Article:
'Use Your Common Sense': Greta Thunberg Slams Congress For Subsidizing Fossil Fuels On Earth Day
Teenage environmental activist Greta Thunberg chastised politicians at a House Oversight Committee hearing on Thursday, which is Earth Day, for being slow to act on climate change and for subsidizing fossil fuels, charging that they still fail to understand the full implications of climate change.
Thunberg called into the virtual hearing Thursday to give testimony along with scientists and climate activists, but said she wouldn’t spend time reiterating why divesting from fossil fuels is so important, instead urging officials to act on scientific evidence and to “use your common sense.”
“The fact we are still having this discussion, and even more that we are still subsidizing fossil fuels directly or indirectly using taxpayer money, is a disgrace,” the 18-year-old told representatives. “It is a clear proof that we have not understood the climate emergency at all.”
She went on to slam officials for not following the latest scientific evidence to determine the best environmental policies: “The gap between what we are doing and what needs to be done … is widening by the second,” Thunberg said.
“The simple fact, and uncomfortable fact, is that if we are to live up to our promises in the Paris Agreement, we have to end fossil fuel subsidies and stop new exploration and extraction, completely divest from fossil fuels and keep the carbon in the ground,” Thunberg said.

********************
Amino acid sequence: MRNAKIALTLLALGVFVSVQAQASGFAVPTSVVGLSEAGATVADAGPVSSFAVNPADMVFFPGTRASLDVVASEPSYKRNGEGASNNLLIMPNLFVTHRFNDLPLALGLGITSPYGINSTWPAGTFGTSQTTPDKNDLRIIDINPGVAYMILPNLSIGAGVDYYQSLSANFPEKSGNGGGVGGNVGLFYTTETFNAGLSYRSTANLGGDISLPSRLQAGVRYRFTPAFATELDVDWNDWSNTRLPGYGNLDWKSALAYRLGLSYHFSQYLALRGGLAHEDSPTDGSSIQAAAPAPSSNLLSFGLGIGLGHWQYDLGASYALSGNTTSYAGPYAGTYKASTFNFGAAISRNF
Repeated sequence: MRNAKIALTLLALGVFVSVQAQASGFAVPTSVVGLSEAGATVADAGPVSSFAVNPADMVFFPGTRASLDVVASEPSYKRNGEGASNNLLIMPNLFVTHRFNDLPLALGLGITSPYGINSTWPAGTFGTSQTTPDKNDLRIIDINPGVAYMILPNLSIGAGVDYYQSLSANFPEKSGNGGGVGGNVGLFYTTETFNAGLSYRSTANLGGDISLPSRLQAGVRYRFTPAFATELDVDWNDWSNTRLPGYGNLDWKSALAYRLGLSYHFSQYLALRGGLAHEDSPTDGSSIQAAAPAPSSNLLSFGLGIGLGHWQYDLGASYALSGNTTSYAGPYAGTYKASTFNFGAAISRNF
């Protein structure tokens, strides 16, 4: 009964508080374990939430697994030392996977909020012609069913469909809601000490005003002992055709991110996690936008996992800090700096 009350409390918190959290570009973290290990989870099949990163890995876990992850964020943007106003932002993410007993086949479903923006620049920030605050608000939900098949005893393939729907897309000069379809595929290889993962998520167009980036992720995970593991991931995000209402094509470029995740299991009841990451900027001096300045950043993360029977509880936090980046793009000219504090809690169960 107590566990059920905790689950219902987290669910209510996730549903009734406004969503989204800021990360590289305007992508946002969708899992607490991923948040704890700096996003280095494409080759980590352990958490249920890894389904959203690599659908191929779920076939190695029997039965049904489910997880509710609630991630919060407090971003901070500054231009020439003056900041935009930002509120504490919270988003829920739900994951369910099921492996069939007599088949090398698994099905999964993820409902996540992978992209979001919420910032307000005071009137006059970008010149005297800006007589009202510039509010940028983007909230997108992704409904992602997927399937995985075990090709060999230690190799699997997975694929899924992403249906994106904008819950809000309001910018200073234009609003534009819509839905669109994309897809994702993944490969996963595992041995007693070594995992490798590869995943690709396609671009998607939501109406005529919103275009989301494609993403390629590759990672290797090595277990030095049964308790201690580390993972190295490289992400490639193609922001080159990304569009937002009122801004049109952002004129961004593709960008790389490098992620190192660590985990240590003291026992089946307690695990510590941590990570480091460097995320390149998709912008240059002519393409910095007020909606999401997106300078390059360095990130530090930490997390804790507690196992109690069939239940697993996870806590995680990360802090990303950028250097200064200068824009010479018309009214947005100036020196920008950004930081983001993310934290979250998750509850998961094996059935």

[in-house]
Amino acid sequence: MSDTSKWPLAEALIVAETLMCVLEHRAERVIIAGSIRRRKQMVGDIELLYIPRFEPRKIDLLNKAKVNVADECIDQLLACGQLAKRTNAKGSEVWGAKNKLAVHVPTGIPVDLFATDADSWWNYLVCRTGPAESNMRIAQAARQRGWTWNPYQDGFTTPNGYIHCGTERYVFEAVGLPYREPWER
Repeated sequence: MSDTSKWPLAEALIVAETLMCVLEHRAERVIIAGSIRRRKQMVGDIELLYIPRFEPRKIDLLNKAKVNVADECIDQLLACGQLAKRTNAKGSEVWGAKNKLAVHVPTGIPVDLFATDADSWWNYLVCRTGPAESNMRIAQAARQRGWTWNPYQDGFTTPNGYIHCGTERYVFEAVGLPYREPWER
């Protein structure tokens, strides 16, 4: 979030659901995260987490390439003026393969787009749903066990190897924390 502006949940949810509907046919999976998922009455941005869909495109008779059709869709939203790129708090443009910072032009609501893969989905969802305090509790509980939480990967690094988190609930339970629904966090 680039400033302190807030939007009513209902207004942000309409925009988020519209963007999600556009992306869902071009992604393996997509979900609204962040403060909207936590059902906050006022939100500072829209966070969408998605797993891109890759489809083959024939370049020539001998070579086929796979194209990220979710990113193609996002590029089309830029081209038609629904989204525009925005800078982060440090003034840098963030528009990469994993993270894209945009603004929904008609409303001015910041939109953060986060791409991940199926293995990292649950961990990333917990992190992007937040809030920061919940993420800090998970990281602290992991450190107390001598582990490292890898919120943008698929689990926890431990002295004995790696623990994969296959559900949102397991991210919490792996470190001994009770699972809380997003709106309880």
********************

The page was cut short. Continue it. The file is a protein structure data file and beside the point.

Even Thunberg was skeptical that Congress will follow her recommendations: “I don’t believe for a second you will actually do this,” Thunberg said, adding there’s not enough pressure from constituents for politicians to divest from fossil fuel companies or turn away their sizable political donations and lobbying, which added up to more than than $250 million last year.
$30 billion. That’s how much the fossil fuel industry received from the federal government last year, both in subsidies and direct pandemic relief, environmental subcommittee chair Rep. Ro Khanna (D-CA) said Thursday.
According to the Paris Agreement, earth temperatures should stay within 1.5 degrees Celsius or 2 degrees Celsius of the earth’s preindustrial levels in order to prevent warming temperatures from sparking natural disasters. A United Nations report earlier this year found the world is far behind meeting the reduction targets set out by the accords, slated to decrease global carbon dioxide emissions by less than 1% by 2030. A previous report projected emissions would need to drop by 45%.